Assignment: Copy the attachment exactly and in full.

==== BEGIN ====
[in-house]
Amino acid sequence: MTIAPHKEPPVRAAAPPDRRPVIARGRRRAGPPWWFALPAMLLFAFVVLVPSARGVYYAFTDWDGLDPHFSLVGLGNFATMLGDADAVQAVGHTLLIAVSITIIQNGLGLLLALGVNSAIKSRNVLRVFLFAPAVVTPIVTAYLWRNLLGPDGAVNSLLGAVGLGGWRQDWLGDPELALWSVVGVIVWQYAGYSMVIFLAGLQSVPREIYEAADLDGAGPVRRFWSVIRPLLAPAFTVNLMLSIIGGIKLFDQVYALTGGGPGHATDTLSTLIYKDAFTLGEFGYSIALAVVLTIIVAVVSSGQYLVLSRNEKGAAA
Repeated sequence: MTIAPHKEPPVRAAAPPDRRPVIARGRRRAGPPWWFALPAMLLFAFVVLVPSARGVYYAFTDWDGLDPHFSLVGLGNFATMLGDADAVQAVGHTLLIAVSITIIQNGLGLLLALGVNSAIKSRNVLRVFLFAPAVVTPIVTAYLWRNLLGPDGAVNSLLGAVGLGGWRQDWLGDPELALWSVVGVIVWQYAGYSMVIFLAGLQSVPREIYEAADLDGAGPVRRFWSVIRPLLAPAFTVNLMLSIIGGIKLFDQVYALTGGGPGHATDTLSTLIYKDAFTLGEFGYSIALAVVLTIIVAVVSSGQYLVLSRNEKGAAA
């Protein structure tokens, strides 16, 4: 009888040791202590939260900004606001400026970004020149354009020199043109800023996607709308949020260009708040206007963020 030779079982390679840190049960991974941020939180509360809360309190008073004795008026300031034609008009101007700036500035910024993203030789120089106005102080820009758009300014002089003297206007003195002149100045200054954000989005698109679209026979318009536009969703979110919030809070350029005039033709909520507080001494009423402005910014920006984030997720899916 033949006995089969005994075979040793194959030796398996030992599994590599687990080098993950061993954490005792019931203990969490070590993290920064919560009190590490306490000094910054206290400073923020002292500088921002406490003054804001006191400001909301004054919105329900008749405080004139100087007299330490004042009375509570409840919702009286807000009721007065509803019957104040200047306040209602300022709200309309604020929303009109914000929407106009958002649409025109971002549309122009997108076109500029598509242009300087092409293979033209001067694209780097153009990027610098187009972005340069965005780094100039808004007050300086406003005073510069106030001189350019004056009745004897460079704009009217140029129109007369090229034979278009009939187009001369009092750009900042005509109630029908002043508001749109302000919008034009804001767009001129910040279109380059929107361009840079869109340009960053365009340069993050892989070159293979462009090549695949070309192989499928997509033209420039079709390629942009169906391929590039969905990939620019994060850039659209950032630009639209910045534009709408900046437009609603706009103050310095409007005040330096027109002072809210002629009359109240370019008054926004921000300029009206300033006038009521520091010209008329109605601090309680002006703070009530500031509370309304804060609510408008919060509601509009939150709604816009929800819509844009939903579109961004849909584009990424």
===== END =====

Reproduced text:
[in-house]
Amino acid sequence: MTIAPHKEPPVRAAAPPDRRPVIARGRRRAGPPWWFALPAMLLFAFVVLVPSARGVYYAFTDWDGLDPHFSLVGLGNFATMLGDADAVQAVGHTLLIAVSITIIQNGLGLLLALGVNSAIKSRNVLRVFLFAPAVVTPIVTAYLWRNLLGPDGAVNSLLGAVGLGGWRQDWLGDPELALWSVVGVIVWQYAGYSMVIFLAGLQSVPREIYEAADLDGAGPVRRFWSVIRPLLAPAFTVNLMLSIIGGIKLFDQVYALTGGGPGHATDTLSTLIYKDAFTLGEFGYSIALAVVLTIIVAVVSSGQYLVLSRNEKGAAA
Repeated sequence: MTIAPHKEPPVRAAAPPDRRPVIARGRRRAGPPWWFALPAMLLFAFVVLVPSARGVYYAFTDWDGLDPHFSLVGLGNFATMLGDADAVQAVGHTLLIAVSITIIQNGLGLLLALGVNSAIKSRNVLRVFLFAPAVVTPIVTAYLWRNLLGPDGAVNSLLGAVGLGGWRQDWLGDPELALWSVVGVIVWQYAGYSMVIFLAGLQSVPREIYEAADLDGAGPVRRFWSVIRPLLAPAFTVNLMLSIIGGIKLFDQVYALTGGGPGHATDTLSTLIYKDAFTLGEFGYSIALAVVLTIIVAVVSSGQYLVLSRNEKGAAA
């Protein structure tokens, strides 16, 4: 009888040791202590939260900004606001400026970004020149354009020199043109800023996607709308949020260009708040206007963020 030779079982390679840190049960991974941020939180509360809360309190008073004795008026300031034609008009101007700036500035910024993203030789120089106005102080820009758009300014002089003297206007003195002149100045200054954000989005698109679209026979318009536009969703979110919030809070350029005039033709909520507080001494009423402005910014920006984030997720899916 033949006995089969005994075979040793194959030796398996030992599994590599687990080098993950061993954490005792019931203990969490070590993290920064919560009190590490306490000094910054206290400073923020002292500088921002406490003054804001006191400001909301004054919105329900008749405080004139100087007299330490004042009375509570409840919702009286807000009721007065509803019957104040200047306040209602300022709200309309604020929303009109914000929407106009958002649409025109971002549309122009997108076109500029598509242009300087092409293979033209001067694209780097153009990027610098187009972005340069965005780094100039808004007050300086406003005073510069106030001189350019004056009745004897460079704009009217140029129109007369090229034979278009009939187009001369009092750009900042005509109630029908002043508001749109302000919008034009804001767009001129910040279109380059929107361009840079869109340009960053365009340069993050892989070159293979462009090549695949070309192989499928997509033209420039079709390629942009169906391929590039969905990939620019994060850039659209950032630009639209910045534009709408900046437009609603706009103050310095409007005040330096027109002072809210002629009359109240370019008054926004921000300029009206300033006038009521520091010209008329109605601090309680002006703070009530500031509370309304804060609510408008919060509601509009939150709604816009929800819509844009939903579109961004849909584009990424």